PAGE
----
In the modern TV landscape, it seems almost commonplace to do a standalone episode every season. An episode that doesn’t necessarily drive the plot forward, but instead slows things down and hopefully allows for much-needed character development. As with any narrative digression, this can produce both positive and negative outcomes. On the negative side, a show like The Walking Dead all too often uses “bottle episodes” that are plodding and basically pointless. Whereas, the Breaking Bad episode “Fly” is frequently regarded by critics to be one of the finest in its history. Thankfully, whilst it’s a quieter and more character-driven entry in the show, Episode 11 of The Killing is not a bottle episode, as it uses many interior sets and exterior locations, despite it almost solely focussing on Linden and Holder. For the sake of continuity, I’ll still split this article into the three usual sections, but obviously, they will mostly feature the freshly developed backstories and the ever-growing relationship between our two detectives.
The episode opens with Linden already at the Wapi Eagle Casino. She spots the casino logo, then finds the manager, Nicole Jackson (Claudia Ferri). Jackson doesn’t know why Rosie would’ve visited the casino, as she doesn’t allow minors on the premises. Head of Security, Roberta Drays (Patti Kim), claims she didn’t see Rosie on the floor on Friday, which alarms Linden because she never mentioned the day at any point during the conversation. Linden wants to talk to all the employees and asks for security footage, but is told the tapes are erased every 24 hours. After more questions and subtle threats, Linden is escorted off the property, as she’s without a warrant and the casino sits on Indian land, which means it’s not under city, state or county jurisdiction. Linden calls A.D.A. Bernstein and asks for a warrant to search all the camera footage recorded on the ATM machines throughout the casino. Holder arrives at the casino, and Linden updates him with the news.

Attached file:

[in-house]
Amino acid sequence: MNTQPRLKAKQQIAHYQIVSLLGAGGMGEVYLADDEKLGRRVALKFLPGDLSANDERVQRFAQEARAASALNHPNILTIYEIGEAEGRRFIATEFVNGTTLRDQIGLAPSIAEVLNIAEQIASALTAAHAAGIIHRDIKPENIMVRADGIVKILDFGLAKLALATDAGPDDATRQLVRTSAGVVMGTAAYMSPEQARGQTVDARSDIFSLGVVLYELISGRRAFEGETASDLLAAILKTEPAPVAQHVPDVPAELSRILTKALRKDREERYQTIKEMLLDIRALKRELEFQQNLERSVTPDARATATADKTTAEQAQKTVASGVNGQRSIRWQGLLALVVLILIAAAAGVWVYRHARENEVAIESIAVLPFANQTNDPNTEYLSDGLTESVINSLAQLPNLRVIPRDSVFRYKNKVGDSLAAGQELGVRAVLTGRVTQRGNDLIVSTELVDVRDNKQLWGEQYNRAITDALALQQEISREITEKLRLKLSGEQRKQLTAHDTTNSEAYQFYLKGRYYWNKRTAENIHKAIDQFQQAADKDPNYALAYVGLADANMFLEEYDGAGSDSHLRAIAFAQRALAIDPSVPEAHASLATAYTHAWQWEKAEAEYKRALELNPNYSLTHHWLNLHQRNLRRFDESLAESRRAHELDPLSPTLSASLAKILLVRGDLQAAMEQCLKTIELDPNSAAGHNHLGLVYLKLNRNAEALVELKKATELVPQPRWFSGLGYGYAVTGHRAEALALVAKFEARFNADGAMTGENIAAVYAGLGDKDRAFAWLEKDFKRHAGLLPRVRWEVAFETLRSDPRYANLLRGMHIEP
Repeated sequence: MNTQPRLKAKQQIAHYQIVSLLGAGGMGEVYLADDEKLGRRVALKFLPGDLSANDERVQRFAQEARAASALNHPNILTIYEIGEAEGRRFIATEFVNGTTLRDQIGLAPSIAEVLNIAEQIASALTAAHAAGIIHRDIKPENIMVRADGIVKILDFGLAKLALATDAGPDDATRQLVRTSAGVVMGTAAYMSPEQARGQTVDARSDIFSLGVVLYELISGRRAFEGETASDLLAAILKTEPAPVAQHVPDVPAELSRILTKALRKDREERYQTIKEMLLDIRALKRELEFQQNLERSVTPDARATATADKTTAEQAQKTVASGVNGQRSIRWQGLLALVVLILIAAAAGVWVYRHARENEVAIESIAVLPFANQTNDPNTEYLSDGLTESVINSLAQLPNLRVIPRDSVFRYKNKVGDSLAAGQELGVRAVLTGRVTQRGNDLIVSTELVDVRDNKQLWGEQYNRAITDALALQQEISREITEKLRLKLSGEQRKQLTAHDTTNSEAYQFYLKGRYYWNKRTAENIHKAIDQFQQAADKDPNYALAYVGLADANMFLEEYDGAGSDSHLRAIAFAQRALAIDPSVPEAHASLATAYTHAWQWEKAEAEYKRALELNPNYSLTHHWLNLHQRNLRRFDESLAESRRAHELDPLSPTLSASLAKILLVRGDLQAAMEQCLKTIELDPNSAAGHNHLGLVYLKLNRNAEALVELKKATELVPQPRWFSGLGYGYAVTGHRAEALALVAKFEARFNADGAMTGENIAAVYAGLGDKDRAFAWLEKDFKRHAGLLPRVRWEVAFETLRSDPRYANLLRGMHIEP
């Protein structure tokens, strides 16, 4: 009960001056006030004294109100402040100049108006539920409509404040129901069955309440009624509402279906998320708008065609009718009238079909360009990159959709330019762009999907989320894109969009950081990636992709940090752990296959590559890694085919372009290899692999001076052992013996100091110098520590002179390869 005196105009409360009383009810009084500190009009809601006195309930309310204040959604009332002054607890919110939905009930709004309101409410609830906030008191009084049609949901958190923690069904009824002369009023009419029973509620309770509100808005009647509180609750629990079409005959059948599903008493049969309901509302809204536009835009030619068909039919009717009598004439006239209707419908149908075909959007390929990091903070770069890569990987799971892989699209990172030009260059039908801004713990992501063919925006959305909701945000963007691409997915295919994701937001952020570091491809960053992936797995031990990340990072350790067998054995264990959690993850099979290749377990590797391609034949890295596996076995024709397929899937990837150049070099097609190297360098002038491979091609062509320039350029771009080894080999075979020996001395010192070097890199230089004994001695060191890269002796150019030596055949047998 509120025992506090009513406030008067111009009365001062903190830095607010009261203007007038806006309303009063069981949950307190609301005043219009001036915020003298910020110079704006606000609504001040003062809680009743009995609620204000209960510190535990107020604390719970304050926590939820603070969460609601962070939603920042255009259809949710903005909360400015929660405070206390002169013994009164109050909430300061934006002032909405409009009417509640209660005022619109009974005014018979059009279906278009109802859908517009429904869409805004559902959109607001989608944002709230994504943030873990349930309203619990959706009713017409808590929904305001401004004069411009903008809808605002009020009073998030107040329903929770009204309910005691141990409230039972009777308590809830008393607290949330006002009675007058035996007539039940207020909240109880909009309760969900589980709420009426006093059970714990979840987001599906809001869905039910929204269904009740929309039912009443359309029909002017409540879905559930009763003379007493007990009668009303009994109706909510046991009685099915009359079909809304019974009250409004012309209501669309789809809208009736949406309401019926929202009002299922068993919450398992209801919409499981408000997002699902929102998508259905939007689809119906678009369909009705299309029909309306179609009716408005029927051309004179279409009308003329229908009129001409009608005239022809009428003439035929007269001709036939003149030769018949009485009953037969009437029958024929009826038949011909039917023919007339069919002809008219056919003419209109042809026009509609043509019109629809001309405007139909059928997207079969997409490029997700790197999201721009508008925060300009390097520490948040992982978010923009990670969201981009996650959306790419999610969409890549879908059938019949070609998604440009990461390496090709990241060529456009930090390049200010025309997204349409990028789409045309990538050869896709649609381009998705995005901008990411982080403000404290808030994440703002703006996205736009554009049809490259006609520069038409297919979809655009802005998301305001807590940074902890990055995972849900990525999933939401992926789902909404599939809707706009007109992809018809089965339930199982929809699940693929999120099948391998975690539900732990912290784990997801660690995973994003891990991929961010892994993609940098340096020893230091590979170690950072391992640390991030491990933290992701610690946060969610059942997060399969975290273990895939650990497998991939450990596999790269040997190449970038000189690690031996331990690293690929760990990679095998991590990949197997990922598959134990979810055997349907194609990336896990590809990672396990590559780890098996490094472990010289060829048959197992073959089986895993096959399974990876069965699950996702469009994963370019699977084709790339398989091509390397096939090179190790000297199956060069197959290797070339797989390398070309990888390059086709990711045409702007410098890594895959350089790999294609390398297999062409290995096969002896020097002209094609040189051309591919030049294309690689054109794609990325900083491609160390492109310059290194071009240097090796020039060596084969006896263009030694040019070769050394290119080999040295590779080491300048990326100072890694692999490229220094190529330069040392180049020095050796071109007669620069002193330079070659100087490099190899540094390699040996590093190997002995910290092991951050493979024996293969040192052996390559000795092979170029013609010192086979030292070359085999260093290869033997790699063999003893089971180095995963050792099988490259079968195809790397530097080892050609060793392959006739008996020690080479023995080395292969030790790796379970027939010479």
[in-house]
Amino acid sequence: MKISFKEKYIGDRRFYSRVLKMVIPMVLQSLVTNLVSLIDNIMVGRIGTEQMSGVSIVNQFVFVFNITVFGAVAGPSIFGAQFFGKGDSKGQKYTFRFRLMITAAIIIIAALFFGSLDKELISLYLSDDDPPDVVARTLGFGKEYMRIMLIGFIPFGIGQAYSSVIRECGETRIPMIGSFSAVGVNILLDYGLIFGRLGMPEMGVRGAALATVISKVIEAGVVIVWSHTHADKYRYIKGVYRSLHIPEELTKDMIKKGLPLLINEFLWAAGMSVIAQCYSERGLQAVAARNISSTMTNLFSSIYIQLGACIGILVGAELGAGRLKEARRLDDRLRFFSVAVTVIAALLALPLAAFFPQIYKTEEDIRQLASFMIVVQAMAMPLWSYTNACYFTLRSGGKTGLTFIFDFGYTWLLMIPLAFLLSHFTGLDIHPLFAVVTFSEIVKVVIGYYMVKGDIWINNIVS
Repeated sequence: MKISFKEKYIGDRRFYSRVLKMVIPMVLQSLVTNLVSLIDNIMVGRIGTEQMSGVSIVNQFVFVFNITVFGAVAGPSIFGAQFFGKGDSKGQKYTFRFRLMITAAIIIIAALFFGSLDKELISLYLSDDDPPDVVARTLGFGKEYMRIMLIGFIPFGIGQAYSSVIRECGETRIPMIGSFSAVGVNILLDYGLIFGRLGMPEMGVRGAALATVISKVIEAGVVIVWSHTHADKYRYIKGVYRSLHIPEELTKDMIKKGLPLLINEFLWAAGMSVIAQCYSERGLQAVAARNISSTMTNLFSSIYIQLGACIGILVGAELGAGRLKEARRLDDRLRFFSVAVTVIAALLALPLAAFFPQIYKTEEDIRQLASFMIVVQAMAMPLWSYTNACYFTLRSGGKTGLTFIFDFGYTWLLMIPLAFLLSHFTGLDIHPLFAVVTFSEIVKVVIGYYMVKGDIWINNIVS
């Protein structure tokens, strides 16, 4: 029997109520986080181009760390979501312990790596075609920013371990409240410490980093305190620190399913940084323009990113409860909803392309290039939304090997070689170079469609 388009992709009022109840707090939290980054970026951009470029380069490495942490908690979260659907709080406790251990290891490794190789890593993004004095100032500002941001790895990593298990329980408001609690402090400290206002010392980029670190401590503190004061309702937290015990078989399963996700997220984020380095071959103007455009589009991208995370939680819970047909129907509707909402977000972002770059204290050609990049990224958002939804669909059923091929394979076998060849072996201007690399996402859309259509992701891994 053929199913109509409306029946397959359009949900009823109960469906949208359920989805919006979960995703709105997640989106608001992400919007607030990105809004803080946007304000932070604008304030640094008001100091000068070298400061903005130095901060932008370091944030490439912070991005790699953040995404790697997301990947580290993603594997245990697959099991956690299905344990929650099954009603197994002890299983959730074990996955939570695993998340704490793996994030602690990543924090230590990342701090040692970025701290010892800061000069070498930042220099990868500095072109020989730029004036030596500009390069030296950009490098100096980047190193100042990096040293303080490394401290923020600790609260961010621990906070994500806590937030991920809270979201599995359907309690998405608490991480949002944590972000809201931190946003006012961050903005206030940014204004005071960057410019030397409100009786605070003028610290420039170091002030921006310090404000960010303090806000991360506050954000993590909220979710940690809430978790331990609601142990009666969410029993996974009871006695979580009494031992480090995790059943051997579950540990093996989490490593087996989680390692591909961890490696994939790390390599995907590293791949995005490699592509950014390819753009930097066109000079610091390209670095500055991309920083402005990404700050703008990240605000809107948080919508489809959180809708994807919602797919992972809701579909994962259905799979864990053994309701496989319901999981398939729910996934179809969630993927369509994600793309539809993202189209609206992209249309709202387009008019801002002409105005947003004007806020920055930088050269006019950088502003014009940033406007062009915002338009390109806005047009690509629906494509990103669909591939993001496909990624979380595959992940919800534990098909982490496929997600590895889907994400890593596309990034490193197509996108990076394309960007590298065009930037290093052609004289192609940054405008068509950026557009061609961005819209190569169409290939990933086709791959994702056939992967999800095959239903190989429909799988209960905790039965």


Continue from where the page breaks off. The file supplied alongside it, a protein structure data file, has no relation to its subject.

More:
Linden is sure that the casino had something to do with Rosie’s death, but Holder remains unconvinced. Holder calls his sister to tell her he’ll be late for an event at his nephew’s school. Linden gets a call from Jack’s school, who claims that he hasn’t turned up for the past three days. Linden and Holder go to the motel where she’s currently staying, but apart from his mobile phone, there is no sign of Jack. Linden calls Regi, in the hope that Jack is with her. Holder tells Linden about his troubled relationship with his mom and says his sister, Liz, is the one responsible for his upbringing. Jack’s phone is password protected, which concerns Linden, despite Holder’s assurance that he’s fine. After arriving at the marina, Linden is told that Regi left earlier in the morning to go to the San Juan Islands. Linden gets a call from the mother of one of Jack’s friends, and she tells Linden about “The Tunnel,” which is apparently a place where Jack and his friends hang out by the waterfront.
Upon their arrival at The Tunnel, Linden and Holder discuss their past including Holder’s misguided youth. A bunch of kids eventually show up and verbally abuse Linden, who snaps and grabs one by his jacket. Holder believes Regi to be Linden’s mom, but she reveals to Holder that Regi is, in fact, her social worker, whom she has known her whole life. Linden and Holder walk around town, trying to find anyone who may have seen Jack. At a fast food restaurant, Linden and Holder discuss their life philosophies. Holder discloses his past addiction to meth, the result of working undercover; Linden tells Holder about her last case, which causes her grief as it resulted in a child being put into the system. Outside, Holder manages to guess Jack’s phone password, and Linden finds three messages from someone asking to meet with Jack. After mulling over their options, including putting an A.P.B. out on Jack, Linden and Holder return to the motel.